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'In the pantheon of great
writers, of profound voices, Milton stands second only to
Shakespeare,' Miss Wilcox said, her boot heels making pok
pok noises on the bare wood floor as she crossed and recrossed
the room. 'Now, of course one may argue that Donne deserves…'
'Psst, Mattie! Mattie, look!'
I slid my eyes off the book
I was sharing with Weaver, toward the desk on my left. Jim
and Will Loumis had a spider on a piece of thread. They were
letting it crawl back and forth on its leash, giggling like
idiots. Bug taming was a Loumis specialty. First, Jim would
pull a piece of thread from his shirt hem and painstakingly
fashion it into a tiny noose. Then Will would snatch up a
spider or a fly when Miss Wi1cox`s back was turned. He would
hold his victim in cupped hands and shake it until it was
stunned. Then, as Will held the bug, Jim would slip the noose
over its head. When the bug regained its senses, it became
the star attraction in the Loumis Brothers Circus, which,
depending on the time of year, might also feature a three-legged
bullfrog, a crayfish, a blue jay or a squirrel.
I rolled my eyes. At sixteen
I was too old to be attending the Inlet Common School. The
leaving age was fourteen, and most didn't make it that far.
But our old teacher, Miss Parrish, told Miss Wilcox about
Weaver and myself before she left. She said that we were smart
enough to earn high school diplomas and that it was a shame
that we couldn't. The only high school in the area, though,
was in Old Forge, a proper town ten miles south of Eagle Bay.
It was too far to travel every day, especially in winter.
We would have had to board with a family there during the
week, and neither of us could afford to. Miss Wilcox said
she would teach us the course work herself if we wanted to
learn it, and she did. She had taught in a fancy girls' academy
in New York City, and she knew plenty.
She had come to my house last
November to talk with my parents about my getting a diploma.
Mamma made us all wash before she came - even Pa - and had
Abby make a gingerbread and me do the girls' hair. Mamma couldn't
get downstairs that day, and Miss Wilcox had to go see her
in her bedroom. I don't know what Miss Wilcox said to her,
but after she left, Mamma told me I was to get my diploma
even though Pa wanted me to leave school.
Weaver and I spent most of
the year preparing for our exit examinations. We were going
to take the hardest ones - the Board of Regents - in English
composition, literature, history, science and mathematics.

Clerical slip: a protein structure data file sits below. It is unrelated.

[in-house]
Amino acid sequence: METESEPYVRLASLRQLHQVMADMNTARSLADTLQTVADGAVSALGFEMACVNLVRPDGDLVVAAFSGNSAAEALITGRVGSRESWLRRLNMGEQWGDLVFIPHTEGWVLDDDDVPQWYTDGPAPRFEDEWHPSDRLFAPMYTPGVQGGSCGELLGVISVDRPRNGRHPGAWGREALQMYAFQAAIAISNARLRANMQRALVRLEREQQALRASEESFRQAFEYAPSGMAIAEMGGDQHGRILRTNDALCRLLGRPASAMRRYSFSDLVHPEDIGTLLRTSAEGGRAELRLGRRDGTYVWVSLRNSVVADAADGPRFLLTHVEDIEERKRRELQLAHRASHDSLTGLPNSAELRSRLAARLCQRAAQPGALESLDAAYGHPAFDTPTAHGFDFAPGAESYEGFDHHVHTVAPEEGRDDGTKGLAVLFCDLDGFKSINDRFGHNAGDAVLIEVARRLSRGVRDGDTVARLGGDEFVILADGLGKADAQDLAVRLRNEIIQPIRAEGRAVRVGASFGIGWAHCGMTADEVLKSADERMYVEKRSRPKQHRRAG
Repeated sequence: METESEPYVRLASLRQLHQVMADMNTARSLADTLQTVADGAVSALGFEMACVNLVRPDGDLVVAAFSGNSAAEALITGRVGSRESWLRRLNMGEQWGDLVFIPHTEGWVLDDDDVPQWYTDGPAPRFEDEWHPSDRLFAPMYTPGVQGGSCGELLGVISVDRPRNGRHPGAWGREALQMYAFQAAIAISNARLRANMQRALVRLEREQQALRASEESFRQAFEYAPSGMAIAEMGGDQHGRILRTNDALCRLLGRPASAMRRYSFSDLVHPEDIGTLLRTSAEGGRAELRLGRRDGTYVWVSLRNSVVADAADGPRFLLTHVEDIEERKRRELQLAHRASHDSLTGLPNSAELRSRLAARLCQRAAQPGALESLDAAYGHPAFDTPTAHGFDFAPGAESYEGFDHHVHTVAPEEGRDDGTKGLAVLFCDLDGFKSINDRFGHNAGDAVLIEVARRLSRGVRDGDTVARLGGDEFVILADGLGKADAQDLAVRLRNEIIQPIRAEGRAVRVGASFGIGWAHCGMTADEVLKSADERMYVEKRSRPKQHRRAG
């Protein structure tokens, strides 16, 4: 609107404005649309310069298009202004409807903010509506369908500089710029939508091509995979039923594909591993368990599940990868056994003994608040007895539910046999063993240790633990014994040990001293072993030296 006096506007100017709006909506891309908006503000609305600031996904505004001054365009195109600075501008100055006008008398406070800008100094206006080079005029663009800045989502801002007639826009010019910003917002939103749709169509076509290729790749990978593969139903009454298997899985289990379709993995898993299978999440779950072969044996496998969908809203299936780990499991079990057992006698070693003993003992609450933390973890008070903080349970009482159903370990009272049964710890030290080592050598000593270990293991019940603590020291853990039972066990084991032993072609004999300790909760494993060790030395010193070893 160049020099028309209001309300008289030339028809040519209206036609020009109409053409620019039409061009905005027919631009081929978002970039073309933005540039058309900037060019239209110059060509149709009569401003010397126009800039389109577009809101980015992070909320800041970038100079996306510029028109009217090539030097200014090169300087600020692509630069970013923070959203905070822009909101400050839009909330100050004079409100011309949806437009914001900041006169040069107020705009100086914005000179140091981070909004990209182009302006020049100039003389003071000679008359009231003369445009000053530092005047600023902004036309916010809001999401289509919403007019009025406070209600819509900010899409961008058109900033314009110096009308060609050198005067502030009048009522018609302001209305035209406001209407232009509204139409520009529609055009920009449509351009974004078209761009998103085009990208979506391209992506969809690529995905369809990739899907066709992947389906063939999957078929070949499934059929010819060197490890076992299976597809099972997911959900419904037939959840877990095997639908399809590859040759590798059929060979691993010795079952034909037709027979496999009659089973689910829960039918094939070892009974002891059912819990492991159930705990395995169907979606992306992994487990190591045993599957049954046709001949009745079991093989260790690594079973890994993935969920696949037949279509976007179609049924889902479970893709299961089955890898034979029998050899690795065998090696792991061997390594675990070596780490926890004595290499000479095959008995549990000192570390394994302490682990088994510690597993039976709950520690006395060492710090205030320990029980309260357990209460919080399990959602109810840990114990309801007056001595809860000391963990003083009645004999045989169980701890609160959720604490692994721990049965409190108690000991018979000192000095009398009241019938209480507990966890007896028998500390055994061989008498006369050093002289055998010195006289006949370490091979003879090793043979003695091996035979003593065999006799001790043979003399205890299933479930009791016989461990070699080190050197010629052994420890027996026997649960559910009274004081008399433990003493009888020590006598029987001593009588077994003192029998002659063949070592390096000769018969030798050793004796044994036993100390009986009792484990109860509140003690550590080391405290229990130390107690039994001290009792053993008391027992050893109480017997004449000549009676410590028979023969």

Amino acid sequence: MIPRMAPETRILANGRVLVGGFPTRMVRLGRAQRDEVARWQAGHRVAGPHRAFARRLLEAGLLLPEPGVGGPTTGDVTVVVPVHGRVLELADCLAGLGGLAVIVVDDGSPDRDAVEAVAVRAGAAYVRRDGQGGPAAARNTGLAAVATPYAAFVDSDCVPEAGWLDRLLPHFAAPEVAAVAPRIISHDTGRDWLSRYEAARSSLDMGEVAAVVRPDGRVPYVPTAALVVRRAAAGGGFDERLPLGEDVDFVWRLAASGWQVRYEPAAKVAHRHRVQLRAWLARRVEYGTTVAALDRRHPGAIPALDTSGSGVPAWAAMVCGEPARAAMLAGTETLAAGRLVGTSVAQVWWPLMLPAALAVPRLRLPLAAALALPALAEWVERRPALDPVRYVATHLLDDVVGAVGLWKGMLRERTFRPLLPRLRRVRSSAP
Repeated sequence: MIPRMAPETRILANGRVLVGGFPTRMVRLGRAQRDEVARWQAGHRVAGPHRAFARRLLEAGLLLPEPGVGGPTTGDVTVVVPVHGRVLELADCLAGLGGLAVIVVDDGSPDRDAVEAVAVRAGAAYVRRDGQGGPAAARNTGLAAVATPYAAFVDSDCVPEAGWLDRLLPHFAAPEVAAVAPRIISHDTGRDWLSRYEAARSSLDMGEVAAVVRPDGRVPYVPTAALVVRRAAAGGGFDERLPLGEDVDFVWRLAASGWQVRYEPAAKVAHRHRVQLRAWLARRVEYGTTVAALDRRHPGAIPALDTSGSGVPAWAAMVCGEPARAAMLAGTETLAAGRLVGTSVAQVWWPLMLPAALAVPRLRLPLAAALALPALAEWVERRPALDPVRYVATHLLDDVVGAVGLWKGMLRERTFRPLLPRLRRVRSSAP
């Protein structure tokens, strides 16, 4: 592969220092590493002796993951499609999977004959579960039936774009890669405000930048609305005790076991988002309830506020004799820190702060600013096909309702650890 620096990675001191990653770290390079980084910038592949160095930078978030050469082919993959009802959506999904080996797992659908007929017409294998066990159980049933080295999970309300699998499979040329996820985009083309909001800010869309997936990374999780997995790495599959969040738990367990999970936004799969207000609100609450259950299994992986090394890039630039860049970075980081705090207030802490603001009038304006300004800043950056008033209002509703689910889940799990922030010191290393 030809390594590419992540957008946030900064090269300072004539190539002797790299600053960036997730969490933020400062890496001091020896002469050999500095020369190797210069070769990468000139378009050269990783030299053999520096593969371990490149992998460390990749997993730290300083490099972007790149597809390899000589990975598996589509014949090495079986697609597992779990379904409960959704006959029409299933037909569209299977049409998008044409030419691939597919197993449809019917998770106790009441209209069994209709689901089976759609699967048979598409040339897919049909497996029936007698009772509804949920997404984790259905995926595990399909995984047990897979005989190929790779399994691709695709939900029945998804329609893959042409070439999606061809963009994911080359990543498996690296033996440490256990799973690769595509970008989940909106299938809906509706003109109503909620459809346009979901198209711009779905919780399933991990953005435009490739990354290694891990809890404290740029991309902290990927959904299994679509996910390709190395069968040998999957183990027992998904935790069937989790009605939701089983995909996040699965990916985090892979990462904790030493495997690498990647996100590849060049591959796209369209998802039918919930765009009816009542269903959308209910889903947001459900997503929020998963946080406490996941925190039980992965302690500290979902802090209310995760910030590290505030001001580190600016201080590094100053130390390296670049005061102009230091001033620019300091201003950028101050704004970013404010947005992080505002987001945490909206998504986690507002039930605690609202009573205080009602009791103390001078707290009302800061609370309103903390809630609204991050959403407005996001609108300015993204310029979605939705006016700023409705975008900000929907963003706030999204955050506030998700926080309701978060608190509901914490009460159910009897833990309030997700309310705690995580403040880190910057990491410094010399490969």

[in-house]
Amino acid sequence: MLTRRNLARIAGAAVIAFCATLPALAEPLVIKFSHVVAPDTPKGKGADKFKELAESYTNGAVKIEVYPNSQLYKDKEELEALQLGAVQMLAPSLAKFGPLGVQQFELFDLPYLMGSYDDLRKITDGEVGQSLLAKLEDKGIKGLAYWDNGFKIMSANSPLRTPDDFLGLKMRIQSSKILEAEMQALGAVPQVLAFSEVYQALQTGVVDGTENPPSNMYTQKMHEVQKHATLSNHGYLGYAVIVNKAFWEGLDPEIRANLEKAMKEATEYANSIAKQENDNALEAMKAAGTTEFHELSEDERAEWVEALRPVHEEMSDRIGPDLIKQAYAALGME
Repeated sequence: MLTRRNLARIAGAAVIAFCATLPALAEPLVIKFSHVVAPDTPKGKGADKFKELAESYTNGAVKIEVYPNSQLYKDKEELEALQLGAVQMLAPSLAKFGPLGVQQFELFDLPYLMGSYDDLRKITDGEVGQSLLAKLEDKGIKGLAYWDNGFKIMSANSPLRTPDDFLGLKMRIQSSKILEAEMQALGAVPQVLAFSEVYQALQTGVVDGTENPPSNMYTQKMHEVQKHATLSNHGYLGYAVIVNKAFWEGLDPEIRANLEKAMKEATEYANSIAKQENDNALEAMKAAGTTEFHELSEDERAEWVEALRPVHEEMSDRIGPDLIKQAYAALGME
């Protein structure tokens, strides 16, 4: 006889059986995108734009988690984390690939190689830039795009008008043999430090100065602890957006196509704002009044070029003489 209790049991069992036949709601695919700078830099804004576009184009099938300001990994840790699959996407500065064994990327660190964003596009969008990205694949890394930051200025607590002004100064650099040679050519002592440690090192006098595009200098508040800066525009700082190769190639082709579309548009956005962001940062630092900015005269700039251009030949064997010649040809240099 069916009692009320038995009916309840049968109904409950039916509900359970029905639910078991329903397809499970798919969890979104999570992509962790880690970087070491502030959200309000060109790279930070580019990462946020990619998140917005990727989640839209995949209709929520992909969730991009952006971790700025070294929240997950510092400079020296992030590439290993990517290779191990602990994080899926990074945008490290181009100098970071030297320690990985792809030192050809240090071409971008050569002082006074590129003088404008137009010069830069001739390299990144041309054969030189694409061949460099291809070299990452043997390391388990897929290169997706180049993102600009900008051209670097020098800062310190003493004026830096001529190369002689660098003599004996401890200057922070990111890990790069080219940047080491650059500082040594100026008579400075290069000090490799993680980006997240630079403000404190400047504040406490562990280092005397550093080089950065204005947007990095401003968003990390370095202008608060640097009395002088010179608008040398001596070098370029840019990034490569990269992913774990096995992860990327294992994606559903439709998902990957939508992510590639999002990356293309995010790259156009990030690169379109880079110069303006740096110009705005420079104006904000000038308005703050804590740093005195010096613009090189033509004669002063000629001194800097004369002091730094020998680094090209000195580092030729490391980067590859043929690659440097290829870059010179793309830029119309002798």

I was particularly worried about mathematics. Miss Wilcox
did her best with algebra, but her heart wasn't in it. Weaver
was good at it, though. Sometimes Miss Wilcox would just give
him the teacher's guide. He would puzzle through a problem,
then explain it to me and Miss Wilcox.
The Columbia University was
a serious and fearsome place, and a condition of Weaver's
acceptance there was that he earn B-pluses or better on all
of his exams. He'd been studying hard, and so had I, but that
day in the schoolhouse, struggling with Milton, I wasn't sure
I'd bothered. Weaver had received his letter from the university
back in January, and though it was now the beginning of the
second week of April, no letter had come for me.
A15At the beginning
of the text, Miss Wilcox was
l) talking about who she regarded as being the greatest writers.
2) asking the class for their opinions of writers.
3) trying to get the whole class to pay attention to her.
4) addressing her comments particularly to Mattie.
A16What do we learn
about what the Loumis brothers did with the spider?
1) They did it to annoy Miss Wilcox.
2) It followed their usual routine with bugs.
3) It involved a lot of noise.
4) Miss Wilcox pretended not to notice it.
A17What was Mattie's
opinion of the Loumis brothers?
1) She was glad that they provided some amusement.
2) She felt they were a bad influence on other children.
3) She admired them for their skills.
4) She thought they were too childish for her.
A18Why was Mattie still
at the Inlet Common School?
1) She and Weaver were having special lessons with Miss Wilcox.
2) The cleverest pupils usually stayed there after the age
3) She had been unable to get a place at the high school in
4) Her previous teacher had persuaded her to stay there.
A19What do we learn
about Miss Wilcox`s visit to Mattie's house?
1) It resulted in an argument between Mattie's parents.
2) Mattie had been worried about what the result of it would
3) It caused Mattie's mother to make a decision about her
4) The whole family had been looking forward to it.
A20What does Mattie
say about algebra?
1) Miss Wilcox wasn't an expert on it.
2) Weaver asked for extra work on it.
3) She made little progress with it.
4) Miss Wilcox didn't think it was an important subject.
A21What does Mattie
say about Columbia University?
1) She was surprised that it had made an offer to Weaver.
2) She didn't think she or Weaver would get the grades required
3) She didn't know if it was worth studying for a place at
4) She felt that it would suit Weaver more than her.
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